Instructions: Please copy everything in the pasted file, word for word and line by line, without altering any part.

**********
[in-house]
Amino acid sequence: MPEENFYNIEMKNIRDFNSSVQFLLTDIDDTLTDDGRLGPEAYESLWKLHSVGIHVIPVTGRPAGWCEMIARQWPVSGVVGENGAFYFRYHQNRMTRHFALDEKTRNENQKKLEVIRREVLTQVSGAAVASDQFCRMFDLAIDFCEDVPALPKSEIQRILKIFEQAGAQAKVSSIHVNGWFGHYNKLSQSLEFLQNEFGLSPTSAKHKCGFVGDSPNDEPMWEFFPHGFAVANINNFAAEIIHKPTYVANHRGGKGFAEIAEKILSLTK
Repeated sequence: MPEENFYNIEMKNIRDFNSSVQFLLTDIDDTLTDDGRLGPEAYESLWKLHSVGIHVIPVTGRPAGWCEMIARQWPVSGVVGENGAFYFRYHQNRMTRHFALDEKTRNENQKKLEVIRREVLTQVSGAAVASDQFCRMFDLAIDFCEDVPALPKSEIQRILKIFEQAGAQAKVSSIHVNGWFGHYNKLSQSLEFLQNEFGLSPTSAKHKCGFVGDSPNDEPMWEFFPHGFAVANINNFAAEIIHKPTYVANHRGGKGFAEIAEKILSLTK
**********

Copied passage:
[in-house]
Amino acid sequence: MPEENFYNIEMKNIRDFNSSVQFLLTDIDDTLTDDGRLGPEAYESLWKLHSVGIHVIPVTGRPAGWCEMIARQWPVSGVVGENGAFYFRYHQNRMTRHFALDEKTRNENQKKLEVIRREVLTQVSGAAVASDQFCRMFDLAIDFCEDVPALPKSEIQRILKIFEQAGAQAKVSSIHVNGWFGHYNKLSQSLEFLQNEFGLSPTSAKHKCGFVGDSPNDEPMWEFFPHGFAVANINNFAAEIIHKPTYVANHRGGKGFAEIAEKILSLTK
Repeated sequence: MPEENFYNIEMKNIRDFNSSVQFLLTDIDDTLTDDGRLGPEAYESLWKLHSVGIHVIPVTGRPAGWCEMIARQWPVSGVVGENGAFYFRYHQNRMTRHFALDEKTRNENQKKLEVIRREVLTQVSGAAVASDQFCRMFDLAIDFCEDVPALPKSEIQRILKIFEQAGAQAKVSSIHVNGWFGHYNKLSQSLEFLQNEFGLSPTSAKHKCGFVGDSPNDEPMWEFFPHGFAVANINNFAAEIIHKPTYVANHRGGKGFAEIAEKILSLTK